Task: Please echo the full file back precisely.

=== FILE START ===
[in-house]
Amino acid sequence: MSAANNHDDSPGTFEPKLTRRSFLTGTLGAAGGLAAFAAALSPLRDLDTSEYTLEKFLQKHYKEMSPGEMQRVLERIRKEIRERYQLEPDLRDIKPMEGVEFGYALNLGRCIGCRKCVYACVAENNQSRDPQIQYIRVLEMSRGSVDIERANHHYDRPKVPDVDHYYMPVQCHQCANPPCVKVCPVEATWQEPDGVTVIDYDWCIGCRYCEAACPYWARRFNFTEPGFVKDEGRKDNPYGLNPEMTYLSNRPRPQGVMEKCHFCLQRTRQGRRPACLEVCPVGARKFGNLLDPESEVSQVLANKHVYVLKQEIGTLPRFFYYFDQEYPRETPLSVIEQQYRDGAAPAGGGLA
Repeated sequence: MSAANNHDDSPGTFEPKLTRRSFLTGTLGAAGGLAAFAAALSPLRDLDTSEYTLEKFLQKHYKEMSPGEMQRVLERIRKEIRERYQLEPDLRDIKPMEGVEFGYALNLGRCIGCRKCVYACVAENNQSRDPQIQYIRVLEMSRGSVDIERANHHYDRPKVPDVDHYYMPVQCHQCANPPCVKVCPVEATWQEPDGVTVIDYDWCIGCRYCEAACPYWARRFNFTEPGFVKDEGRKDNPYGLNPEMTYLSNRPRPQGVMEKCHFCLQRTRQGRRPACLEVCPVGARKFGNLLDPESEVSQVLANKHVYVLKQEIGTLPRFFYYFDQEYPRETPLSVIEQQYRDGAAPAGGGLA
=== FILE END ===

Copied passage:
[in-house]
Amino acid sequence: MSAANNHDDSPGTFEPKLTRRSFLTGTLGAAGGLAAFAAALSPLRDLDTSEYTLEKFLQKHYKEMSPGEMQRVLERIRKEIRERYQLEPDLRDIKPMEGVEFGYALNLGRCIGCRKCVYACVAENNQSRDPQIQYIRVLEMSRGSVDIERANHHYDRPKVPDVDHYYMPVQCHQCANPPCVKVCPVEATWQEPDGVTVIDYDWCIGCRYCEAACPYWARRFNFTEPGFVKDEGRKDNPYGLNPEMTYLSNRPRPQGVMEKCHFCLQRTRQGRRPACLEVCPVGARKFGNLLDPESEVSQVLANKHVYVLKQEIGTLPRFFYYFDQEYPRETPLSVIEQQYRDGAAPAGGGLA
Repeated sequence: MSAANNHDDSPGTFEPKLTRRSFLTGTLGAAGGLAAFAAALSPLRDLDTSEYTLEKFLQKHYKEMSPGEMQRVLERIRKEIRERYQLEPDLRDIKPMEGVEFGYALNLGRCIGCRKCVYACVAENNQSRDPQIQYIRVLEMSRGSVDIERANHHYDRPKVPDVDHYYMPVQCHQCANPPCVKVCPVEATWQEPDGVTVIDYDWCIGCRYCEAACPYWARRFNFTEPGFVKDEGRKDNPYGLNPEMTYLSNRPRPQGVMEKCHFCLQRTRQGRRPACLEVCPVGARKFGNLLDPESEVSQVLANKHVYVLKQEIGTLPRFFYYFDQEYPRETPLSVIEQQYRDGAAPAGGGLA